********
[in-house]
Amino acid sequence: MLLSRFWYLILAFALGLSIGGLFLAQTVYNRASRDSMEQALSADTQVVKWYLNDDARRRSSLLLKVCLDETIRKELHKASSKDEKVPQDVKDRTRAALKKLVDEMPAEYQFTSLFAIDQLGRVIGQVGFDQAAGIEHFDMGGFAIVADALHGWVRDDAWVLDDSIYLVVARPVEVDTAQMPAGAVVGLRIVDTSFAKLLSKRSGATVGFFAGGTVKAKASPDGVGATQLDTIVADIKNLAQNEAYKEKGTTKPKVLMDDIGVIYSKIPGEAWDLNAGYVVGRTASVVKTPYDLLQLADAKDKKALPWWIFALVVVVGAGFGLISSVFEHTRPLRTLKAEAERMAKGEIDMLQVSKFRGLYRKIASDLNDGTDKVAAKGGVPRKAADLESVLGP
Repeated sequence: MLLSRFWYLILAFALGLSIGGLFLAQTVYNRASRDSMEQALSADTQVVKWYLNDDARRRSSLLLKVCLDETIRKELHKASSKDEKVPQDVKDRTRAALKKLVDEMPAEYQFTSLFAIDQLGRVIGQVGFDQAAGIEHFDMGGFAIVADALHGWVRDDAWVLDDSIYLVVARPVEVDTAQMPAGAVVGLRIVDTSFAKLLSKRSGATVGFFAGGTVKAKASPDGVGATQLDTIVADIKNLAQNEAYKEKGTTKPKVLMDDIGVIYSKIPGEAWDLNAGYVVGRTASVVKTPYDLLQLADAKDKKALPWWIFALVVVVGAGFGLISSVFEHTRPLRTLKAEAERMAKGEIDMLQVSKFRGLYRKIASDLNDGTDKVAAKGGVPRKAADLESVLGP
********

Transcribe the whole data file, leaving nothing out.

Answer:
[in-house]
Amino acid sequence: MLLSRFWYLILAFALGLSIGGLFLAQTVYNRASRDSMEQALSADTQVVKWYLNDDARRRSSLLLKVCLDETIRKELHKASSKDEKVPQDVKDRTRAALKKLVDEMPAEYQFTSLFAIDQLGRVIGQVGFDQAAGIEHFDMGGFAIVADALHGWVRDDAWVLDDSIYLVVARPVEVDTAQMPAGAVVGLRIVDTSFAKLLSKRSGATVGFFAGGTVKAKASPDGVGATQLDTIVADIKNLAQNEAYKEKGTTKPKVLMDDIGVIYSKIPGEAWDLNAGYVVGRTASVVKTPYDLLQLADAKDKKALPWWIFALVVVVGAGFGLISSVFEHTRPLRTLKAEAERMAKGEIDMLQVSKFRGLYRKIASDLNDGTDKVAAKGGVPRKAADLESVLGP
Repeated sequence: MLLSRFWYLILAFALGLSIGGLFLAQTVYNRASRDSMEQALSADTQVVKWYLNDDARRRSSLLLKVCLDETIRKELHKASSKDEKVPQDVKDRTRAALKKLVDEMPAEYQFTSLFAIDQLGRVIGQVGFDQAAGIEHFDMGGFAIVADALHGWVRDDAWVLDDSIYLVVARPVEVDTAQMPAGAVVGLRIVDTSFAKLLSKRSGATVGFFAGGTVKAKASPDGVGATQLDTIVADIKNLAQNEAYKEKGTTKPKVLMDDIGVIYSKIPGEAWDLNAGYVVGRTASVVKTPYDLLQLADAKDKKALPWWIFALVVVVGAGFGLISSVFEHTRPLRTLKAEAERMAKGEIDMLQVSKFRGLYRKIASDLNDGTDKVAAKGGVPRKAADLESVLGP